The New Whole Foods Market: Get Ready to Spend Some Money

Fresh cut flowers begin sensory overload at the new Whole Foods in East Memphis.

The new Whole Foods Market in East Memphis isn’t simply a bigger and better version of the original market formerly located next door. It is an entirely new take for Memphis on how grocery shopping can be fun, healthy, upscale, and expensive.

In other words: Goodbye alternative/rub-shoulders-with-strangers vibe and hello slick and spacious.

For me, the transition is a bit of a mixed bag, since I started shopping at natural food grocery stores when they were still named after people. (Shed a tear for the rustic appeal of the original Mrs. Gooch’s in west Los Angeles, which was, in fact, purchased by Whole Foods in 1993 in a $56-million stock deal. To be fair, the stores by then were the second largest natural foods supermarket chain in the country, so rock on Sandy Gooch.)

While I can’t help but miss messy bulk bins, I’m not sentimental about the brown rice and granola days. For several decades, natural food was an insider’s club, misunderstood by many people and unaffordable for most. Whole Foods changed the game, spreading the gospel with a mind-blowing selection of fresh food and groceries that, while expensive, still aren’t as pricey as they used to be, especially during grand openings.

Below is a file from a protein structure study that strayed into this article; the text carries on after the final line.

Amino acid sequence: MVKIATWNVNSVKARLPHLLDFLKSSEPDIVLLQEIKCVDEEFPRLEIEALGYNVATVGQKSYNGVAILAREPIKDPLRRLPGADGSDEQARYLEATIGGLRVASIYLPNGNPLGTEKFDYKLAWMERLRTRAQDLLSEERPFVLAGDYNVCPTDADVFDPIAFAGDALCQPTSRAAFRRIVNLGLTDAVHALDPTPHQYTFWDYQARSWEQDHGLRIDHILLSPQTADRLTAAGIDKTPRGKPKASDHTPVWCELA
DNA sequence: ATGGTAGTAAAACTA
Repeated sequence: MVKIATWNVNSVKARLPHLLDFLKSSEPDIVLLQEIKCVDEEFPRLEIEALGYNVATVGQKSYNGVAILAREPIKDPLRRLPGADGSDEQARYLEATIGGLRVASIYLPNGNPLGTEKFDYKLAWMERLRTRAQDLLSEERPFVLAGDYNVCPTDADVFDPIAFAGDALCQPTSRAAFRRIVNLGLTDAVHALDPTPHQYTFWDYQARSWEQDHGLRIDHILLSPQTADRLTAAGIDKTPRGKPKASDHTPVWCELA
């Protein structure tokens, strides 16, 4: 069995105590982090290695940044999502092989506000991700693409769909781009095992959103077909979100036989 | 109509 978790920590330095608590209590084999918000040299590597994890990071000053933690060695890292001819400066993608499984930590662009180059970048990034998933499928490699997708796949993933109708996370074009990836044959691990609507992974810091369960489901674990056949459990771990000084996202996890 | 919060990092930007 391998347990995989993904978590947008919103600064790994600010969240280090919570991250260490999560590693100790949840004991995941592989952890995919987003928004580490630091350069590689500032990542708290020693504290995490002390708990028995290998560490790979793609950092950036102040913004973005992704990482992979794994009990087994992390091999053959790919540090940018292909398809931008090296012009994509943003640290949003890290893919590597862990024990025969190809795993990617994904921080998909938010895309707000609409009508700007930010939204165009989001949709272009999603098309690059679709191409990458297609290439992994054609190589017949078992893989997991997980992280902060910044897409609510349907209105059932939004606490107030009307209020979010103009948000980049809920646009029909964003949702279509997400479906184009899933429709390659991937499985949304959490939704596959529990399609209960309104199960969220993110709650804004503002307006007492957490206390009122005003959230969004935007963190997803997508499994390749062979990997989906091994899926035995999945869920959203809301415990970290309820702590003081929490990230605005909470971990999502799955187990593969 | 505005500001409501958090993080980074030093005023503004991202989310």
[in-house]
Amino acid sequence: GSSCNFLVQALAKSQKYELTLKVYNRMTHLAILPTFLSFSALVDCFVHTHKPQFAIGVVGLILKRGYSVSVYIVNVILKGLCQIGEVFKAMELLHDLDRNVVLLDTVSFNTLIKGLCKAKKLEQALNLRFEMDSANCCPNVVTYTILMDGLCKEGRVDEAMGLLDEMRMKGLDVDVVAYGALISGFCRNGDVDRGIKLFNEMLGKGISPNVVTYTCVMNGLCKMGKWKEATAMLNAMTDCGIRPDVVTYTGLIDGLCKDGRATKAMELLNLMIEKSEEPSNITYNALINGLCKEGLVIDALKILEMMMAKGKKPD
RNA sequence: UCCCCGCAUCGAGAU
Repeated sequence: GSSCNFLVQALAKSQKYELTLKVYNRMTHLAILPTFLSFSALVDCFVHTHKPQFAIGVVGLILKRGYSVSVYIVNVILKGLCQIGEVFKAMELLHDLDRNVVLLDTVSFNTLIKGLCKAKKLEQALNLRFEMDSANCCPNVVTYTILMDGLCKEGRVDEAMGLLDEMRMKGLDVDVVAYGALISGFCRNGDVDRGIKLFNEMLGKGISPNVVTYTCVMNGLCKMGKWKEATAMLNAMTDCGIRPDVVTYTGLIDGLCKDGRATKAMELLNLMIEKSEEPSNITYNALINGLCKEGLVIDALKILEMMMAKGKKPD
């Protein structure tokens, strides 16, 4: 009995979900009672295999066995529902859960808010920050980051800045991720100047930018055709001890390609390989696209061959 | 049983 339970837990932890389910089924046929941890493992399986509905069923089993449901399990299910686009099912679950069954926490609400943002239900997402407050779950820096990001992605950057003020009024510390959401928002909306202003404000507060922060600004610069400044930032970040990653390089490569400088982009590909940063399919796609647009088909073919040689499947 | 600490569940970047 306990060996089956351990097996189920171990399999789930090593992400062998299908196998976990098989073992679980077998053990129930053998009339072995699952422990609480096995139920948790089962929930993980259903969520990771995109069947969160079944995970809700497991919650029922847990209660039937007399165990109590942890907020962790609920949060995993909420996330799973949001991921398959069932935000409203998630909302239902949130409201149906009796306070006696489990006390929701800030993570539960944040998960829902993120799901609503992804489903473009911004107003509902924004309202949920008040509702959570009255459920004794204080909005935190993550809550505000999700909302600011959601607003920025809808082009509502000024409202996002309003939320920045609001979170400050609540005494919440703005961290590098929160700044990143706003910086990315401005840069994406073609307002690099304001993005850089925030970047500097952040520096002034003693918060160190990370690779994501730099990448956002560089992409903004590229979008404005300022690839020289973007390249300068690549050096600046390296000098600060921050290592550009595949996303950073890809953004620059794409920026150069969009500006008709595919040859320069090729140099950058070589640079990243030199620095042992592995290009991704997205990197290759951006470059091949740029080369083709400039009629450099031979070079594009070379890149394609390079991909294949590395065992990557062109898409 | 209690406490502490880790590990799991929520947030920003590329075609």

I stopped by Whole Foods on opening day to slip in for photos, but started shopping before I got inside. I couldn’t get past the gorgeous tulips for $5 a bunch, pictured above. I bought four bunches, all yellow.

For the next hour, I was in sensory overload, wondering around the store to find sales (lobster tails for $5 each) and plenty of samples. I ate chunks of cheddar cheese and grilled sausage and pimento cheese from Tom’s Tiny Kitchen (both on sale and sampled). I discovered divine artisan chocolates from Portland called Moonstruck. I was. Mostly, I marveled at the store’s gorgeous abundance: fresh produce, organized rows of groceries, prepared foods, and fun extras, such as a growler bar, a gelato bar, an olive bar, and a BBQ shack smack in the middle of the store. I didn’t sample any of the smokehouse meats, but the menu lists sausage, brisket, pulled pork, pulled chicken, turkey breast, pork loin, smoked duck breast, and baby back ribs. And on Sunday, you might want to skip church to try this standing special: a smoked pig ear sandwich topped with pickled onion collard slaw.

While the store was crowded, there was no wait to check out thanks to multiple lines and plenty of baggers. Parking, however, wasn’t so easy, so try parking near the Paradiso and walking to the store. More important: Don’t stay away because of the crowds. The market can accommodate plenty of people, and the energy is upbeat and festive. Just be sure to bring a well-padded checkbook. I spend almost $80, even though I intended to not buy a single thing.

House-made gelato and sorbet ($6 a pint) serve up locally-inspired names, such as Federal Expresso, Pink Palace Strawberry, and Prince Mango.

Customers line up for sandwiches ($8), combo plates ($8-$10) and tap beer ($5) at the BBQ Shack inside the new Whole Foods.

Maria and David Benton try the chicken sandwich, served with one of six sauces, including Memphis style, Kansas City style, and spicy Southwest chipotle.


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